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How do motor skills affect a pupil’s ability to learn?

In many schools, there are older pupils who are underachieving and it may be due to their lack of motor skills rather than cognitive ability
© University of Reading

Motor skills are the mechanics of motor development and are about the body’s ability to control body movements. A good grasp of control of your motor skills is needed in everything you do.

You may already possess a good level of motor skills to be able to form letters on the page without thinking about it. However, if you were asked to write with your non-dominant hand, would you find you were concentrating more on forming letters than you were on your short story?

Try it. As well as helping you empathise with pupils when they’re learning new things, you will hopefully appreciate the importance of your motor skills in this exercise.

Other examples of using motor skills include:

  • If you’re in danger and need to run away. To achieve this you need the motor skills of strong legs, arms pumping, and a physically fit heart and your mind free of the mechanics of running because you need to think about exit routes and places of possible safety.
  • If you’re hungry and need to cook. Cooking is much more complicated than you first think and requires good motor skills. When cooking, you want to be considering the quantities of each ingredient needed for the meal, the heat of the cooker, judgement about whether something is cooked, the skills to cut and chop and whisk etc. However, if you’re at a low level of motor skill, the most you may be able to do is concentrate on the chopping and not think about any else.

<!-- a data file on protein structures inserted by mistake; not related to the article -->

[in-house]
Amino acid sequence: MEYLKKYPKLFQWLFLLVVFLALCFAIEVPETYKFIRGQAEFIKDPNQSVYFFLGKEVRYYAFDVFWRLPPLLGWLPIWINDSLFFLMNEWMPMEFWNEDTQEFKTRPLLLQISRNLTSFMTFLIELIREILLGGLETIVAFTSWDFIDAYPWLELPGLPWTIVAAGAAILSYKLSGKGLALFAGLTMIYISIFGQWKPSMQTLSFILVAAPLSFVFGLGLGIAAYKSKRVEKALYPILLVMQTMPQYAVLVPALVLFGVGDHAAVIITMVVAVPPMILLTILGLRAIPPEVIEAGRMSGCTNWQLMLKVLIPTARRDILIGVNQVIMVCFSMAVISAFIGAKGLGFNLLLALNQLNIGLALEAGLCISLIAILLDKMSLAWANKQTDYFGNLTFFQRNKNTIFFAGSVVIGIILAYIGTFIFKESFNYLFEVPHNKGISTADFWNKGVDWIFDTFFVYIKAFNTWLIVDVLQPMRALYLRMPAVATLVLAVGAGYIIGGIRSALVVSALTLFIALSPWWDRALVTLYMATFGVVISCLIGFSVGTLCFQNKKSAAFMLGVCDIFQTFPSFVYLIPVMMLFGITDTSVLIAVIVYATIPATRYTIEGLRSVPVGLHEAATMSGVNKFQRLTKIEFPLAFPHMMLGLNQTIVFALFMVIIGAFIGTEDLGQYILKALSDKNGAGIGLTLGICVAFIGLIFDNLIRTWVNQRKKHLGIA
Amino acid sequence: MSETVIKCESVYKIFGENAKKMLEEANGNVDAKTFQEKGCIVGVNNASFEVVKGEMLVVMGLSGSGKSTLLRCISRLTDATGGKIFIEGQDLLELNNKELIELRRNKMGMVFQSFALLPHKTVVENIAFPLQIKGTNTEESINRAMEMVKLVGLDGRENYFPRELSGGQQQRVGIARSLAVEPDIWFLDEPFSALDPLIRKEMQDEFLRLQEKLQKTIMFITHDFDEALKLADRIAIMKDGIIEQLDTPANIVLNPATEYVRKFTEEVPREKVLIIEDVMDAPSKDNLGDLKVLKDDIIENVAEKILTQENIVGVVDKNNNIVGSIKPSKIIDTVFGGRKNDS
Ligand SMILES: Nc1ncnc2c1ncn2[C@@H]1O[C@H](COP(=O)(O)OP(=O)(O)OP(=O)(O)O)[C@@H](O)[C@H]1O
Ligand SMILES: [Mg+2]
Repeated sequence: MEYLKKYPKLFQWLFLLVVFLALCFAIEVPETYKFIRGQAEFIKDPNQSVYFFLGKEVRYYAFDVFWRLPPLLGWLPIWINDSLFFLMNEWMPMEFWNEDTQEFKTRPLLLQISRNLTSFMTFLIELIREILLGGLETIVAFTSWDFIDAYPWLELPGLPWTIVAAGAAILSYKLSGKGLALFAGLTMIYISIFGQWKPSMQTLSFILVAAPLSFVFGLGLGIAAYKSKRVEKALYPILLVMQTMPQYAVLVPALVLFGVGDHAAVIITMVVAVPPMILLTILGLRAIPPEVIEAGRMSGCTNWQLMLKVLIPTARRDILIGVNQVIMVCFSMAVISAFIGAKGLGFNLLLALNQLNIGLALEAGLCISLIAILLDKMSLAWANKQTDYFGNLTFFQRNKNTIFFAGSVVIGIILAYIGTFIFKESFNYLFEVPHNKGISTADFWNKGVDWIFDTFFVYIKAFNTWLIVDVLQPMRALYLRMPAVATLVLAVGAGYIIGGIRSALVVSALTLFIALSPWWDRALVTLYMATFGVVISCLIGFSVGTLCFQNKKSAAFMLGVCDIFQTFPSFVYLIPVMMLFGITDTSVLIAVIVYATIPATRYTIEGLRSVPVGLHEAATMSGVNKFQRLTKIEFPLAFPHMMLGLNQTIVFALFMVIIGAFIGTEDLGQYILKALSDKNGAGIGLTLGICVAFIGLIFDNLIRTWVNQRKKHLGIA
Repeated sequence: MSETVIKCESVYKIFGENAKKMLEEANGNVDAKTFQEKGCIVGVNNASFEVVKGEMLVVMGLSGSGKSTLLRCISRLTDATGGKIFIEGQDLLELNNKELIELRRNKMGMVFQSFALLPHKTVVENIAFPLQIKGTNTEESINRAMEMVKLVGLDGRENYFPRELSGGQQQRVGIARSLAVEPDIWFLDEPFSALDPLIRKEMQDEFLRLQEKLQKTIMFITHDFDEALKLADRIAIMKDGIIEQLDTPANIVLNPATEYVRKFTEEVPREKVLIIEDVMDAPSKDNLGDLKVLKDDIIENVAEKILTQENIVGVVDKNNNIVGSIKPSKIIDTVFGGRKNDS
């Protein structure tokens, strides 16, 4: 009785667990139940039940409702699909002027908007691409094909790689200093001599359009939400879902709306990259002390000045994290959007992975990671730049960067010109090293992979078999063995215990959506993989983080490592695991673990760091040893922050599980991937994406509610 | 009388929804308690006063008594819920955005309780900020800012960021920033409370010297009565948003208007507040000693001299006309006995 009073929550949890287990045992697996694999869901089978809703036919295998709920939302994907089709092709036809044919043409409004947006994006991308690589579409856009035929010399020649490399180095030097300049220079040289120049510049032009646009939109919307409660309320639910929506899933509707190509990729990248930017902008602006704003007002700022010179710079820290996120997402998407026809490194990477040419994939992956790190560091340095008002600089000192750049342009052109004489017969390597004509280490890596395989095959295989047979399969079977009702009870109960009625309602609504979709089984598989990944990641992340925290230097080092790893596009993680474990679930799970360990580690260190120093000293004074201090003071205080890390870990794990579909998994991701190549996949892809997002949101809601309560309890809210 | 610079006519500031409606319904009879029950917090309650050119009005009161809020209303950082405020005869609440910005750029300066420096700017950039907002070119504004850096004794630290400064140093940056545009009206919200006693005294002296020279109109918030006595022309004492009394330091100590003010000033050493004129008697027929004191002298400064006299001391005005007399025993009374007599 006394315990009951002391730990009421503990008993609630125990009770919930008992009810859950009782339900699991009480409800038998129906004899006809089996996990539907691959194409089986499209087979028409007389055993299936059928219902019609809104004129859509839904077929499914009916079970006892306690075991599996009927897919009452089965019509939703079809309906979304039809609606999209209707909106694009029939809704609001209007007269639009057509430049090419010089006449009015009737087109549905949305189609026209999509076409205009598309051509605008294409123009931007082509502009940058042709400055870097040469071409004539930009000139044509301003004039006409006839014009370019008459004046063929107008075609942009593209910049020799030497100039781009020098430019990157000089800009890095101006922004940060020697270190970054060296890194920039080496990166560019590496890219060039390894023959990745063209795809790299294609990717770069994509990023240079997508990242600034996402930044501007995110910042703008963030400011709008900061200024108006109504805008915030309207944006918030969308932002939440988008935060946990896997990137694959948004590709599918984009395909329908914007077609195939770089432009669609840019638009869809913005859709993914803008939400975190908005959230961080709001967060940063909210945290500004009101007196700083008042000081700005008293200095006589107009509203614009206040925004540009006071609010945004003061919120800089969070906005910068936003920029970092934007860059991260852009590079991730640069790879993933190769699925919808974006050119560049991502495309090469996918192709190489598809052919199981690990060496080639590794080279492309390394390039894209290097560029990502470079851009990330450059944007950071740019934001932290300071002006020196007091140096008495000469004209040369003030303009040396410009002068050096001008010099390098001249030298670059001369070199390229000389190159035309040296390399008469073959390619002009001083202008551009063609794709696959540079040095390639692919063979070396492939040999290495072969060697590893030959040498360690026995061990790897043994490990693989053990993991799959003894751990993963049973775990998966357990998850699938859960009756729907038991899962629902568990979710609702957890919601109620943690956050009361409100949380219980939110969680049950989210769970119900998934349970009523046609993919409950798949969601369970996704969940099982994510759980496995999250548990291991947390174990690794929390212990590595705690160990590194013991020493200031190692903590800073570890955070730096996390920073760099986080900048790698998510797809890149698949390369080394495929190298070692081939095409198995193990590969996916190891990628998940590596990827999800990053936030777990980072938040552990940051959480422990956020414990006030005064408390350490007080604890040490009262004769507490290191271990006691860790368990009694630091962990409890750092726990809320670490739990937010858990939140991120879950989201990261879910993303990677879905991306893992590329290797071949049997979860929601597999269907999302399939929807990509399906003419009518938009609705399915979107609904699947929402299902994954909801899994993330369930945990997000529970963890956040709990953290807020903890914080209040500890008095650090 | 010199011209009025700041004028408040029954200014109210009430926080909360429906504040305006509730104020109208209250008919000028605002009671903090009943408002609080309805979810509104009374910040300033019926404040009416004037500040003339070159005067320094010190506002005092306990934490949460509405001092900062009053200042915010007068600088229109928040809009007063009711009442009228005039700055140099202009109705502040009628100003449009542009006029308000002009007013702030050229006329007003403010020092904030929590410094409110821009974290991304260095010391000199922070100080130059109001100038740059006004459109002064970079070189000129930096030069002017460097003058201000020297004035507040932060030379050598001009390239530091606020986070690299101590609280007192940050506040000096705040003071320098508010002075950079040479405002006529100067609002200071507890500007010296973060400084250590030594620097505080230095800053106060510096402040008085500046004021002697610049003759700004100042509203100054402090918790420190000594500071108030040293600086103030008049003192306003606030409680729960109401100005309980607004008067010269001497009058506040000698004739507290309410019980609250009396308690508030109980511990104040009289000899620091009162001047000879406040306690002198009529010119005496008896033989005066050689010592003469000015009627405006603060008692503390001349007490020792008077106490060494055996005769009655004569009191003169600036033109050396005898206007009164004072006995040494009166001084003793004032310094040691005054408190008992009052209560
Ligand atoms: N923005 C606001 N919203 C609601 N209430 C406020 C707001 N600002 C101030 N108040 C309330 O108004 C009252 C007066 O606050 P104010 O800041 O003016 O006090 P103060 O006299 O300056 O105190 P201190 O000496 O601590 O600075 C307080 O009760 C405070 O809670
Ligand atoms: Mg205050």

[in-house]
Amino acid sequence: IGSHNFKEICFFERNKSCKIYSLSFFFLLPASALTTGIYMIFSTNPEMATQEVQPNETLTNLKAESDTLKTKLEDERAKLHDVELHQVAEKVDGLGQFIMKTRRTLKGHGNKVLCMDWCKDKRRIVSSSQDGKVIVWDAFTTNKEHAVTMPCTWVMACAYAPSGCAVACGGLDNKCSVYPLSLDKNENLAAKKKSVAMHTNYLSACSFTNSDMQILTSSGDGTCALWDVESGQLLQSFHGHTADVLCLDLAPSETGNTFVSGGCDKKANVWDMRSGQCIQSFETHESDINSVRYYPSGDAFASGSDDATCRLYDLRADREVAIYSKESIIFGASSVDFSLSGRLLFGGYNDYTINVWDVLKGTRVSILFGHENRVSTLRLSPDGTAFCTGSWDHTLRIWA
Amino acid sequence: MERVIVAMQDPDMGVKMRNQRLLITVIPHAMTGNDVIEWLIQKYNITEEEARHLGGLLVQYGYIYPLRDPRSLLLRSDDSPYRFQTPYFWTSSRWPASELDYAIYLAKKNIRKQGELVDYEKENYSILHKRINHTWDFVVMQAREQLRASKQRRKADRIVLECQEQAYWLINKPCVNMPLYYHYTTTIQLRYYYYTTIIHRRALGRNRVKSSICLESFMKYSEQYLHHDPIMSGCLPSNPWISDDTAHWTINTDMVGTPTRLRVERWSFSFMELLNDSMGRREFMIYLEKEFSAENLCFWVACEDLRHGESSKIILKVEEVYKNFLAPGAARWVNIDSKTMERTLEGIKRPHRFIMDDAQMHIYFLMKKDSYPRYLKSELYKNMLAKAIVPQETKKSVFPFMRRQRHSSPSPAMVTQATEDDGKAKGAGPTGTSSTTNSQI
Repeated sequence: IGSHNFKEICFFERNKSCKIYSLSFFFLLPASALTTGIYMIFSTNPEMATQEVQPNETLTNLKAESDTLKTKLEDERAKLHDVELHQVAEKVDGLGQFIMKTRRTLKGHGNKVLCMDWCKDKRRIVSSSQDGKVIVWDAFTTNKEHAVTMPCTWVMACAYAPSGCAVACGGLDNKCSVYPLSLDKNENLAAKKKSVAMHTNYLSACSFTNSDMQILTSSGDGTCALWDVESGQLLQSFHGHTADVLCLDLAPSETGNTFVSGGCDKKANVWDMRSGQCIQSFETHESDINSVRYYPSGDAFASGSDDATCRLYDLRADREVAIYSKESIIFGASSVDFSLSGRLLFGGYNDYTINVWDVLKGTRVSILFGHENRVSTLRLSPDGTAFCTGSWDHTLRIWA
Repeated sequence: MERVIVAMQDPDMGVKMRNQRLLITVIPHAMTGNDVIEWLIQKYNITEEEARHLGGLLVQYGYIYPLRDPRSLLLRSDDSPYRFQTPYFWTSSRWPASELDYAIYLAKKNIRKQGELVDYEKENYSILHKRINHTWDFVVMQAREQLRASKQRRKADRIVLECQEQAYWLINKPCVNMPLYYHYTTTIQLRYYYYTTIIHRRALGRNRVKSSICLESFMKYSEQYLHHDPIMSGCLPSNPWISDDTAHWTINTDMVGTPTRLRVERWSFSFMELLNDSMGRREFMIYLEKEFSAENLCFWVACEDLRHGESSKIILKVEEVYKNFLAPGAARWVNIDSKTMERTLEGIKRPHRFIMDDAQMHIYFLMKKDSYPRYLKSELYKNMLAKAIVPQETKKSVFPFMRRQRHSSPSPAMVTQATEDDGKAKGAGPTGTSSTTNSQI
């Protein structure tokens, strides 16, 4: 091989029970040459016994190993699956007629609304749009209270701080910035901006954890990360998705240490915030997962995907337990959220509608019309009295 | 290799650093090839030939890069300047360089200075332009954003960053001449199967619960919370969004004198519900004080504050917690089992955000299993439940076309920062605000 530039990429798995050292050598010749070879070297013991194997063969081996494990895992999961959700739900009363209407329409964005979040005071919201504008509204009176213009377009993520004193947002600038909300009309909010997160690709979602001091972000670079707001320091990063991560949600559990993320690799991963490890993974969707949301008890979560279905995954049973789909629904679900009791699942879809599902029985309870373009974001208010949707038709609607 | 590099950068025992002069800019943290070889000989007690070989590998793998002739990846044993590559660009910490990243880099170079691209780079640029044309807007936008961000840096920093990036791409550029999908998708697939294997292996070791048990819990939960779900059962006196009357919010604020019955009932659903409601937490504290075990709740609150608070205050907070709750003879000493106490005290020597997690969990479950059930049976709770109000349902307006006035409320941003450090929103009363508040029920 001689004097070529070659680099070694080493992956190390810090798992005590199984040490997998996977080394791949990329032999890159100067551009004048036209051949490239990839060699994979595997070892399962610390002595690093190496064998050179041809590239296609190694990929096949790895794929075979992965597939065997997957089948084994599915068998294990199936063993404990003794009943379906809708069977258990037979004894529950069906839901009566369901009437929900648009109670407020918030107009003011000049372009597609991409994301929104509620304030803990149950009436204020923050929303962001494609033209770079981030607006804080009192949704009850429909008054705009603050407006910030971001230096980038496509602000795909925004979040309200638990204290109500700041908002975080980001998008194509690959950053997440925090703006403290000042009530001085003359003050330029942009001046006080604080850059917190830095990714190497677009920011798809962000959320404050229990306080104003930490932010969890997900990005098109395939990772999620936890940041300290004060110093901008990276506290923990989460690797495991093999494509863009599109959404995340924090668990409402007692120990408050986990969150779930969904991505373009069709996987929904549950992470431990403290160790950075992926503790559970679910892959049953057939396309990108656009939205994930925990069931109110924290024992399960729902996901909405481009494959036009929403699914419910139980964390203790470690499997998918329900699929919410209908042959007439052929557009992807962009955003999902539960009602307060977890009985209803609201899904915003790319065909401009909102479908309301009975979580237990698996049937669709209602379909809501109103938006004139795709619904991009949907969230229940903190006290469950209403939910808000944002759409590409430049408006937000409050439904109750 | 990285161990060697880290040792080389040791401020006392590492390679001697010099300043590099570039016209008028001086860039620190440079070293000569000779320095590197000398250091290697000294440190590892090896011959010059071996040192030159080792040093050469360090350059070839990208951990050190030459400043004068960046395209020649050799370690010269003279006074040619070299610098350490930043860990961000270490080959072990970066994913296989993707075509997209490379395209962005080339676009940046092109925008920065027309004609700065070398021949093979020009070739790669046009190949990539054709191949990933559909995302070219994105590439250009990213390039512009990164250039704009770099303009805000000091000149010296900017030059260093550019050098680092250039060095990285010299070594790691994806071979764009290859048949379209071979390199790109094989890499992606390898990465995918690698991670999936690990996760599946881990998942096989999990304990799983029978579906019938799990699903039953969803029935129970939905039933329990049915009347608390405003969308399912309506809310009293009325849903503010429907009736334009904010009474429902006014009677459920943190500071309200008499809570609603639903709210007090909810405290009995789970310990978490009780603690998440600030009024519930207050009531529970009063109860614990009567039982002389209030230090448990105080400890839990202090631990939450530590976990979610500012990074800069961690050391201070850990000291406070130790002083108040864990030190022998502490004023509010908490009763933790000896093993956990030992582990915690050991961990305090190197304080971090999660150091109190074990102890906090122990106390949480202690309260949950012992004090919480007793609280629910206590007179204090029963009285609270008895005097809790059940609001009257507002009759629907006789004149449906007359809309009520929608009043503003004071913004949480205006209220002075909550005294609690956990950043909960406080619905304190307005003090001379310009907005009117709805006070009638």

Lacking motor skills

In many schools, there are older pupils who are underachieving for their age group. Have you considered it may be due to their lack of motor skills rather than cognitive ability?

Some pupils can’t keep up with the quantity of writing involved in their learning because they haven’t mastered handwriting. This means the brain has to concentrate on the correct formation of letters and words, not the ideas for that particular piece of writing. If the automatic motor skills have not been developed, the pupil will find themselves concentrating with forming letters over anything else.

Individual development

When working with pupils you need to consider not just the cognitive aspects – such as writing and reading and mathematics – but also each individual’s motor development and whether it’s that lack of motor skill that’s stopping their development.

Below is a summary of motor skills that we all need to master and the stages we have to go through:

Motor Skill Definition Examples
Locomotor or gross motor How the body moves in the environment Walking, running, jumping, hopping, skipping, sliding, leaping, crawling, climbing, standing, and sitting — yes, sitting is a movement!
Non-locomotor This is all to do with balance Bending, stretching, twisting, pivoting, swinging, rolling, landing, stopping, dodging, balancing and inverted support (holding oneself upside down)
Manipulative or fine motor Imparting a force on objects Catching, kicking, trapping, striking, volleying, bouncing, rolling, pulling, pushing, punting (eg: drop kick in rugby), dribbling, grasping, reaching, gripping, holding (eg: sewing, cutting, typing, writing, drawing, painting).
Table: Summary taken from Gallahue, D.L. & Ozmun. J.C. Understanding Motor Development. Infants, children, adolescents and adults. 6th ed. New York:McGraw-Hill. 2006
“In terms of children, it is important that the support staff are kind and patient, as for some particular pupils, it can be very difficult to carry out tasks which we understand to be basic, however they need to be empathetic. They must also attempt to help teachers to understand what they could be doing better to support the pupil, to make lessons more accessible to pupils.” – Ayeasha Cindy
© University of Reading
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Supporting Successful Learning in Secondary School

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